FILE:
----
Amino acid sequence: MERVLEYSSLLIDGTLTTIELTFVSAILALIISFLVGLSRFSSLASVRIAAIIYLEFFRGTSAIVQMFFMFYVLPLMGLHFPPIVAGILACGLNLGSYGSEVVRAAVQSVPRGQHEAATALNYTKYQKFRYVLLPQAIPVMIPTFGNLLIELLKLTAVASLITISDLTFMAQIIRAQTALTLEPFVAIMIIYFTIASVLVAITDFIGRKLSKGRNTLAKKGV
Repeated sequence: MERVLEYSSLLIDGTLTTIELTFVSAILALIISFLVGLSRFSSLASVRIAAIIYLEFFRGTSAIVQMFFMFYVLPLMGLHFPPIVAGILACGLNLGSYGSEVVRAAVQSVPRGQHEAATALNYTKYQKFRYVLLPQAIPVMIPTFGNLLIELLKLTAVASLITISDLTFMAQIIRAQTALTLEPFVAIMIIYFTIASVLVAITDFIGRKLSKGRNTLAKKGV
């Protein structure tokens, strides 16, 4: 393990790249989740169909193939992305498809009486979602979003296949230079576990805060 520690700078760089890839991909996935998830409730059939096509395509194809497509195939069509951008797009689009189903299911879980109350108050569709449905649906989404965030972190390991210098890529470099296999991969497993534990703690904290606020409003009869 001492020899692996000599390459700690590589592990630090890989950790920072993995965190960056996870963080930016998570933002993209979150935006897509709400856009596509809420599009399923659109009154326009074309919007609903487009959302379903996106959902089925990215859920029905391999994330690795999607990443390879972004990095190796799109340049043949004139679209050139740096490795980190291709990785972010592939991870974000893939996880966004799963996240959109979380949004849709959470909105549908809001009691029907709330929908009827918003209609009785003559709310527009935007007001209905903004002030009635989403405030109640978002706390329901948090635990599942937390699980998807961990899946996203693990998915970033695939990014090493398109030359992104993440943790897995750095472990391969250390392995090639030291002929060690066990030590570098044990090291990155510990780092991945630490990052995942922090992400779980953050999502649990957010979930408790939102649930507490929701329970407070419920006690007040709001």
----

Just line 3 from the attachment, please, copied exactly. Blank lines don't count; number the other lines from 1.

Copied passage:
């Protein structure tokens, strides 16, 4: 393990790249989740169909193939992305498809009486979602979003296949230079576990805060 520690700078760089890839991909996935998830409730059939096509395509194809497509195939069509951008797009689009189903299911879980109350108050569709449905649906989404965030972190390991210098890529470099296999991969497993534990703690904290606020409003009869 001492020899692996000599390459700690590589592990630090890989950790920072993995965190960056996870963080930016998570933002993209979150935006897509709400856009596509809420599009399923659109009154326009074309919007609903487009959302379903996106959902089925990215859920029905391999994330690795999607990443390879972004990095190796799109340049043949004139679209050139740096490795980190291709990785972010592939991870974000893939996880966004799963996240959109979380949004849709959470909105549908809001009691029907709330929908009827918003209609009785003559709310527009935007007001209905903004002030009635989403405030109640978002706390329901948090635990599942937390699980998807961990899946996203693990998915970033695939990014090493398109030359992104993440943790897995750095472990391969250390392995090639030291002929060690066990030590570098044990090291990155510990780092991945630490990052995942922090992400779980953050999502649990957010979930408790939102649930507490929701329970407070419920006690007040709001």